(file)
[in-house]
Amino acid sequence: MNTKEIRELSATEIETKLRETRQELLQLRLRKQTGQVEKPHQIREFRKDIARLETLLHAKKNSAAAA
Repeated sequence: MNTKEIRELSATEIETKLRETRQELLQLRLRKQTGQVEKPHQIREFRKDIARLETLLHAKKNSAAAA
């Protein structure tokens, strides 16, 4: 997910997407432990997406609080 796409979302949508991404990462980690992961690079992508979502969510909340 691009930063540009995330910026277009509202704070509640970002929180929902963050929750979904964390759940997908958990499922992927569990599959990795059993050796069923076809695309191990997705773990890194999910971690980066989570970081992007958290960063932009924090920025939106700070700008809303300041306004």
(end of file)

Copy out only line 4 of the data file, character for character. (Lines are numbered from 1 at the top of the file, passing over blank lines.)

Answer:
């Protein structure tokens, strides 16, 4: 997910997407432990997406609080 796409979302949508991404990462980690992961690079992508979502969510909340 691009930063540009995330910026277009509202704070509640970002929180929902963050929750979904964390759940997908958990499922992927569990599959990795059993050796069923076809695309191990997705773990890194999910971690980066989570970081992007958290960063932009924090920025939106700070700008809303300041306004």